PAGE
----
Primary Nursing Diagnosis

Pain (acute) related to inflammation and compression

OUTCOMES. Comfort level; Pain control behavior; Pain level; Symptom severity

INTERVENTIONS. Analgesic administration; Anxiety reduction; Environmental management: Comfort; Pain management; Medication management

H PLANNING AND IMPLEMENTATION Collaborative

MEDICAL. Pharmacologic measures are often used to manage symptoms. Physical therapy includes various passive modalities of treatment, such as heat, ice, massage, ultrasound, and electrogalvanic stimulation, often directed by a physical therapist, and exercises to stretch and strengthen the spine and supporting musculature. Spinal adjustments performed by osteopathic or chiropractic physicians can also relieve symptoms. Chemonucleolysis may be used by injecting the enzyme chymopapain into the nucleus pulposus. Ask if the patient is allergic to meat tenderizers, since such an allergy contraindicates the use of chymopapain in the procedure.

SURGICAL. When the medical and pharmacologic treatments are not successful, or if the symptoms become debilitating, then surgery is considered. Surgery involves removal of the disk using a microscope. A microdiskectomy removes fragments of the nucleus pulpolsus. More common is a laminectomy, which removes the protruding disk and a portion of the lamina. A spinal fusion of the bony tissues may be performed if there is evidence that the disk herniation is accompanied by instability of the surrounding tissues. Surgical treatment is usually successful but may involve a prolonged recovery time, especially with more involved procedures.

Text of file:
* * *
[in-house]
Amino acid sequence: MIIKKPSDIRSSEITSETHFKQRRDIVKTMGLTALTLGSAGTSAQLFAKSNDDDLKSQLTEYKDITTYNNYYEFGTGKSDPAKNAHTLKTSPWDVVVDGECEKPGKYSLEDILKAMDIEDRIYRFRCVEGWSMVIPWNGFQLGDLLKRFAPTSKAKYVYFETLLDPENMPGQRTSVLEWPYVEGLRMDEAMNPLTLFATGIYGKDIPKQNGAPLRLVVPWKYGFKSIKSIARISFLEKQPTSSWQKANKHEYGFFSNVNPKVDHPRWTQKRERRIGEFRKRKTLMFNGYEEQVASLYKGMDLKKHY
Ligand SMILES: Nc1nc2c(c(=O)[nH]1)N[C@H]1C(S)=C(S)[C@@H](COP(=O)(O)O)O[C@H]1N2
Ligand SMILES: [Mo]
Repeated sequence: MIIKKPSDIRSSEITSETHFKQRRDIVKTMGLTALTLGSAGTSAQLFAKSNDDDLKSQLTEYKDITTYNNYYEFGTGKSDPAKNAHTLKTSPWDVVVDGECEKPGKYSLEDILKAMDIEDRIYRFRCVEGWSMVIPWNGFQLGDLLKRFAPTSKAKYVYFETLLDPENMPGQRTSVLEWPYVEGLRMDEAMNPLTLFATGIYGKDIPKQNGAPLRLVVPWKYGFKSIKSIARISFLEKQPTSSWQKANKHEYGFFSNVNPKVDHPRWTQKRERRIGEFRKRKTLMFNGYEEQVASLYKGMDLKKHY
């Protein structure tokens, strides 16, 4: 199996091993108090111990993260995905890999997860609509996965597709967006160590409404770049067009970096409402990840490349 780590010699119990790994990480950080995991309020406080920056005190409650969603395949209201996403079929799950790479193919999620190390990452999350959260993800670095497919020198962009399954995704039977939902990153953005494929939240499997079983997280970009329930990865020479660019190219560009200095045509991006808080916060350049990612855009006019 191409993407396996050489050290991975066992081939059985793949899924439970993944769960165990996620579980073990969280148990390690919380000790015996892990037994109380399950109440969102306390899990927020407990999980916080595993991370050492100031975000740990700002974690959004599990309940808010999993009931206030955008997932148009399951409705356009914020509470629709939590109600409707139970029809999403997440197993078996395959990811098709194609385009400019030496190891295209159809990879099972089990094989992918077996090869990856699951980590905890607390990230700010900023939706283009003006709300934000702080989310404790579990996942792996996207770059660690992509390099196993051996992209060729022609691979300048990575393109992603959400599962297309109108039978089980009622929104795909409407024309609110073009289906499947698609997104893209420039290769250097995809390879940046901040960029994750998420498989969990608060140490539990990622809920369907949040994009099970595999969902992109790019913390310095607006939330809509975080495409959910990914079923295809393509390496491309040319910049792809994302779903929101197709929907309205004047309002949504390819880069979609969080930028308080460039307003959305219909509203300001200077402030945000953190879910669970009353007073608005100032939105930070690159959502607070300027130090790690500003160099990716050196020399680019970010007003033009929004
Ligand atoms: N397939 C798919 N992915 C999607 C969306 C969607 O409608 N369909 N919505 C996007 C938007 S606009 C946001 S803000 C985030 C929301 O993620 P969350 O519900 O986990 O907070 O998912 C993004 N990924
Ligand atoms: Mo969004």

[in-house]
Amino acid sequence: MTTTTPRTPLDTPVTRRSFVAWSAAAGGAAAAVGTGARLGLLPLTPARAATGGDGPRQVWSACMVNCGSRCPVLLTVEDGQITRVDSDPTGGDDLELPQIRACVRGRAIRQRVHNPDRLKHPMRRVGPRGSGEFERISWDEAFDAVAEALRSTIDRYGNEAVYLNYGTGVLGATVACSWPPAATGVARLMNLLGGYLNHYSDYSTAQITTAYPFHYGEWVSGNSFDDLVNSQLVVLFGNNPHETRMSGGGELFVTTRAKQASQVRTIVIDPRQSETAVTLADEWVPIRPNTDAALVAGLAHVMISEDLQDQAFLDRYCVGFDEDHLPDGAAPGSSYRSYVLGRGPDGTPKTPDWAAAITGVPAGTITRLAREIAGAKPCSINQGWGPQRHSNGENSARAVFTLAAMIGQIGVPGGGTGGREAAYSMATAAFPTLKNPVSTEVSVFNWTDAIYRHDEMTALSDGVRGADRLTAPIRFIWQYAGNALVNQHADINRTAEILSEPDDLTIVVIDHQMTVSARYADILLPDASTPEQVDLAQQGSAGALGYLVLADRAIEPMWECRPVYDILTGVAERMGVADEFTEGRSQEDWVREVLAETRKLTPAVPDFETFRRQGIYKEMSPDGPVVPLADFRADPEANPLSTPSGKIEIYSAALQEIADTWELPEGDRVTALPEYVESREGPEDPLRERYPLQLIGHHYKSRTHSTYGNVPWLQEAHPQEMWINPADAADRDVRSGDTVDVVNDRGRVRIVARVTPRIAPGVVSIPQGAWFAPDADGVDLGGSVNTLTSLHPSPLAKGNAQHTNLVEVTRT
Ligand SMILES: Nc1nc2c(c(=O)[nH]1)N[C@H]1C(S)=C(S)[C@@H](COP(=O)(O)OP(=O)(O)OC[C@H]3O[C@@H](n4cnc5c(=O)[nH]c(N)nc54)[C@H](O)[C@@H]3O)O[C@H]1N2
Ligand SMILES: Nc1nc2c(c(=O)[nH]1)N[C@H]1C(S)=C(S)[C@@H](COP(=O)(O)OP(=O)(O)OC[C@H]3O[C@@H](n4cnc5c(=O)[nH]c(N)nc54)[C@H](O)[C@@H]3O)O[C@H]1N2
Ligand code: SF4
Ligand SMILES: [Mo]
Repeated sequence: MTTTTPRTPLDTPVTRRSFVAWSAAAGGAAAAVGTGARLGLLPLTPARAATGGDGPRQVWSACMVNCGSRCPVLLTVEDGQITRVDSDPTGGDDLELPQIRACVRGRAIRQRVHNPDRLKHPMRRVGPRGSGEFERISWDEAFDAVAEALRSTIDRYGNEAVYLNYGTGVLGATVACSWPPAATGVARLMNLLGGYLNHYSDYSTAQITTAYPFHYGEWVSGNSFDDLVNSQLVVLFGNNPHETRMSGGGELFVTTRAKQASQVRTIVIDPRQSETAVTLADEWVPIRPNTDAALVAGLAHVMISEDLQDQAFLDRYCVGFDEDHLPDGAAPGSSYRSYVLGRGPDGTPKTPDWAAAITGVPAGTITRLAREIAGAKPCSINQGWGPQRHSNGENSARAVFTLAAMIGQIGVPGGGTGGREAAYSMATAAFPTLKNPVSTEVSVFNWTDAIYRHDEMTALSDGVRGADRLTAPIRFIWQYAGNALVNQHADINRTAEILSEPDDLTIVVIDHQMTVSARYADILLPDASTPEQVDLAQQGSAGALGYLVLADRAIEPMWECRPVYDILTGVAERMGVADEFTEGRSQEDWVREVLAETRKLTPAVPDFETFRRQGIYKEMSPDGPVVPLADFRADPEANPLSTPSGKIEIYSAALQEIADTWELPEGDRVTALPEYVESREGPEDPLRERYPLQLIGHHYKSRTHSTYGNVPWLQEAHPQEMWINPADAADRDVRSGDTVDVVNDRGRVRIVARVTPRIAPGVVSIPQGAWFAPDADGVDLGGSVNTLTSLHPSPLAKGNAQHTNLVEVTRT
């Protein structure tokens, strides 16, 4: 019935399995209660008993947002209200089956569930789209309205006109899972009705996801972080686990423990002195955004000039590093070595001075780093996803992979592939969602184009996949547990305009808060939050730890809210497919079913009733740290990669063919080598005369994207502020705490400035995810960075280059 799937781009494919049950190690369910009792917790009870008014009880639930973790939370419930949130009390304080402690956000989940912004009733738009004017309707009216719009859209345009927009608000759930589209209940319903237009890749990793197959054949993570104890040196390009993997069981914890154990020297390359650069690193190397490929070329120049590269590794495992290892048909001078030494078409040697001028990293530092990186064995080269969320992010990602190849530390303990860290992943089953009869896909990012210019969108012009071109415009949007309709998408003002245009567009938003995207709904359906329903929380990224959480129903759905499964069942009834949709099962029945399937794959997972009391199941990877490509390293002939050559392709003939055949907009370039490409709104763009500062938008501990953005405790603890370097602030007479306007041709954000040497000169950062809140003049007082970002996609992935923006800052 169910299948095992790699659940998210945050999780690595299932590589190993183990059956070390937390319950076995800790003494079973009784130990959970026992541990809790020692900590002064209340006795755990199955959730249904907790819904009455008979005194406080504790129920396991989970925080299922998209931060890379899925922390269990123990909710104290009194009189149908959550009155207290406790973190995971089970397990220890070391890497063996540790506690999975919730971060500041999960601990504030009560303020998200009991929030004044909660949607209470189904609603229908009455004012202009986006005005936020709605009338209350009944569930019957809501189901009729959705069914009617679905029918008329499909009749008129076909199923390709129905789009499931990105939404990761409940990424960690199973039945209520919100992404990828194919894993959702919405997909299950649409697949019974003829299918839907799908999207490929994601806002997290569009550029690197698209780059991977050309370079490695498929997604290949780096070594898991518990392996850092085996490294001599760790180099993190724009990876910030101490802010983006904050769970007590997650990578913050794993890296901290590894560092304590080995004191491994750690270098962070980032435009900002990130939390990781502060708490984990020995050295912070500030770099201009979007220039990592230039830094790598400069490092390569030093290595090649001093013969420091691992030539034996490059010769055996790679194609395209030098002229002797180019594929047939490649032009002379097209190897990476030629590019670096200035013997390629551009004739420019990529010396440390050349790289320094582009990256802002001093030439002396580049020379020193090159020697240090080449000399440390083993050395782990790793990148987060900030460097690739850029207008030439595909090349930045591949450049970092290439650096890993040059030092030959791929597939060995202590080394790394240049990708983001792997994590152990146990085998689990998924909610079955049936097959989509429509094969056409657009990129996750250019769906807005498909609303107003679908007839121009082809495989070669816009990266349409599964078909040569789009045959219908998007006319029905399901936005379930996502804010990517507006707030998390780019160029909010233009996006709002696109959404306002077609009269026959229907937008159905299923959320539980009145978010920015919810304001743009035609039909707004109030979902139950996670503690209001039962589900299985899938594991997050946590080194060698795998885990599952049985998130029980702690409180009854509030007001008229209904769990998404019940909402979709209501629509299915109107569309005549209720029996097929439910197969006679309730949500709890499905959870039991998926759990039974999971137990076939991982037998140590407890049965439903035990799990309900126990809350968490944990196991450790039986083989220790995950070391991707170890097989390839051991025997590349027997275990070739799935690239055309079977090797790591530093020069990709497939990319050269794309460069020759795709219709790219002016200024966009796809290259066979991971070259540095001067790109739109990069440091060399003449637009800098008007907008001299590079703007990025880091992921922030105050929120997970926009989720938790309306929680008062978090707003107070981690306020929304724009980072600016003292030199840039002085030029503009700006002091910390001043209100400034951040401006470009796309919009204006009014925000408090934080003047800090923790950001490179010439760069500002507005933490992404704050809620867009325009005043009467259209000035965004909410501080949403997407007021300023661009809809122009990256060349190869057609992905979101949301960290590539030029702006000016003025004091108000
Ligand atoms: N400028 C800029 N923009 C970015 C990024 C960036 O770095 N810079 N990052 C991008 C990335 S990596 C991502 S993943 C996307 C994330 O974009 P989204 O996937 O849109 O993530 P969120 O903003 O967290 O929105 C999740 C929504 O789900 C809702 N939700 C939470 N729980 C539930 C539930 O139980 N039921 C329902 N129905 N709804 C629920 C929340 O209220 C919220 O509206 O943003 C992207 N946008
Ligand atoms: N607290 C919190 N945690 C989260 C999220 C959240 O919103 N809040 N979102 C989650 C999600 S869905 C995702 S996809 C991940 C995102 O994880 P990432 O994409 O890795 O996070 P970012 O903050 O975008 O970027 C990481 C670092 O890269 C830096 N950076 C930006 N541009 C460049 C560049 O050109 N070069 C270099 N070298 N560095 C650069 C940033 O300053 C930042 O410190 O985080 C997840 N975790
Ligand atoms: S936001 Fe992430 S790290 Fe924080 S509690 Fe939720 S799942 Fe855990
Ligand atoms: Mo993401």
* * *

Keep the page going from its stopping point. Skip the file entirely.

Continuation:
Postoperatively, enforce bedrest and monitor dressings for excessive drainage. Position the patient depending on the type of surgery performed. Teach the patient who has undergone spinal fusion how to wear a brace. Teach the patient proper body mechanics. Encourage the patient to lie down when she or he is tired and to sleep on her or his side, using an extra firm mattress or bed board. Caution the patient to maintain proper weight, since obesity can cause lordosis. Ongoing assessments are important if the patient requires surgery. Monitor the patient for signs of weakness, pain, changes in circulation, and numbness in the extremities. Assess the cardiovascular status of the patient's legs by observing for color, temperature, and motion. Assess the degree of pain in terms of intensity, location, and character.

Pharmacologic Highlights

Medication or

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